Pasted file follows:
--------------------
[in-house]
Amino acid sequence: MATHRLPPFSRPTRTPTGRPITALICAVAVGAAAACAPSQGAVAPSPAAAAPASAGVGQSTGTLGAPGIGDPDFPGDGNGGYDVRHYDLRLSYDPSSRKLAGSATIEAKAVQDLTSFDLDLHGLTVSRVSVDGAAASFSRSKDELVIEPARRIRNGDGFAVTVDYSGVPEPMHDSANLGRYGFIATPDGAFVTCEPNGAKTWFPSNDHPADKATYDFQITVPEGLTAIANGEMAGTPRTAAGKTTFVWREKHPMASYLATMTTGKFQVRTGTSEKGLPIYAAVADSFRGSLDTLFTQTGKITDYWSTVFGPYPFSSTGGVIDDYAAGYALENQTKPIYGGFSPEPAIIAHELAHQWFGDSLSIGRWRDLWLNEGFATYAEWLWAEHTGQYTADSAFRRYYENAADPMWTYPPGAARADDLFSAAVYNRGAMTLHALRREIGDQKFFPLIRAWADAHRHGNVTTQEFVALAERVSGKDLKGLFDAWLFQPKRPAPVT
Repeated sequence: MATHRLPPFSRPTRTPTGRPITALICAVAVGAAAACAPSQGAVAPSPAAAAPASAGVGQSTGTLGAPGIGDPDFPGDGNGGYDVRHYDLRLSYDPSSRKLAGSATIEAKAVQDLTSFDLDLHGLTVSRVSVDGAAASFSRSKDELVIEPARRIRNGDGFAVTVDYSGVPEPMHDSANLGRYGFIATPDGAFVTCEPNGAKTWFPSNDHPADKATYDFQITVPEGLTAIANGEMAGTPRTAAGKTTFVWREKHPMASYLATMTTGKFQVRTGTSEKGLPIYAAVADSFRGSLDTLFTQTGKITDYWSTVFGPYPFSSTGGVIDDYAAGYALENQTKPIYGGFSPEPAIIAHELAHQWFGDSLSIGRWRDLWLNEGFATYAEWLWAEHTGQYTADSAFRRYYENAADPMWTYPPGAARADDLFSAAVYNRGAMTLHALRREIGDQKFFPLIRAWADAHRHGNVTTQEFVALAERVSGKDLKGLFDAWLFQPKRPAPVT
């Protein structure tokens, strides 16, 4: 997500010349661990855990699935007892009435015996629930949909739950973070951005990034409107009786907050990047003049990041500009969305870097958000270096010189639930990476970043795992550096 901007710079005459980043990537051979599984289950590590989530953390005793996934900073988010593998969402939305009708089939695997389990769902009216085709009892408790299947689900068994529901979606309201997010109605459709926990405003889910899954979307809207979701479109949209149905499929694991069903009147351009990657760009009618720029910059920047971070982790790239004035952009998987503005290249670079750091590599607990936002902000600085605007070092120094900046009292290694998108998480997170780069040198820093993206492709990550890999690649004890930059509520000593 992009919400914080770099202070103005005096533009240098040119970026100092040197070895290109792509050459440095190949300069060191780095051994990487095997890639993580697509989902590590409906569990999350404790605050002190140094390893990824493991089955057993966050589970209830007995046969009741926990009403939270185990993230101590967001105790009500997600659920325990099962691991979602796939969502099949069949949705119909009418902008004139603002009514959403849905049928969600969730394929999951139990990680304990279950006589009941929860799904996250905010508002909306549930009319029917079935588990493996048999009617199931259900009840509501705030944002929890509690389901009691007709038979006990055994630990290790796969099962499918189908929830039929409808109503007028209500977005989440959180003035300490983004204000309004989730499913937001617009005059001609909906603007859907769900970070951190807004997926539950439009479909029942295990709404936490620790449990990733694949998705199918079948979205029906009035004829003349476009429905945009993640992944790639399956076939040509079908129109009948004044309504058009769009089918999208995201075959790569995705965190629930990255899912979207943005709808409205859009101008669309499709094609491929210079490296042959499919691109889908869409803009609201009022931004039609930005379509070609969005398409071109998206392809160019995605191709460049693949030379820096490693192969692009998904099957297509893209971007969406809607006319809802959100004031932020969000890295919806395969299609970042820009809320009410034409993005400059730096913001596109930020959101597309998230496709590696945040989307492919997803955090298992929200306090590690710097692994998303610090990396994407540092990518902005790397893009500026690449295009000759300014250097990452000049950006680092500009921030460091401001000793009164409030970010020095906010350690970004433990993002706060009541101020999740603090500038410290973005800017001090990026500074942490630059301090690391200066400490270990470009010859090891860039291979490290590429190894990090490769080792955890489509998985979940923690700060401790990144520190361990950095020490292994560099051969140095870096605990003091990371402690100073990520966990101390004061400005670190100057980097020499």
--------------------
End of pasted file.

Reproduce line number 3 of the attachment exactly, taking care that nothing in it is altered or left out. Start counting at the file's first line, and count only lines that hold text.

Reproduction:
Repeated sequence: MATHRLPPFSRPTRTPTGRPITALICAVAVGAAAACAPSQGAVAPSPAAAAPASAGVGQSTGTLGAPGIGDPDFPGDGNGGYDVRHYDLRLSYDPSSRKLAGSATIEAKAVQDLTSFDLDLHGLTVSRVSVDGAAASFSRSKDELVIEPARRIRNGDGFAVTVDYSGVPEPMHDSANLGRYGFIATPDGAFVTCEPNGAKTWFPSNDHPADKATYDFQITVPEGLTAIANGEMAGTPRTAAGKTTFVWREKHPMASYLATMTTGKFQVRTGTSEKGLPIYAAVADSFRGSLDTLFTQTGKITDYWSTVFGPYPFSSTGGVIDDYAAGYALENQTKPIYGGFSPEPAIIAHELAHQWFGDSLSIGRWRDLWLNEGFATYAEWLWAEHTGQYTADSAFRRYYENAADPMWTYPPGAARADDLFSAAVYNRGAMTLHALRREIGDQKFFPLIRAWADAHRHGNVTTQEFVALAERVSGKDLKGLFDAWLFQPKRPAPVT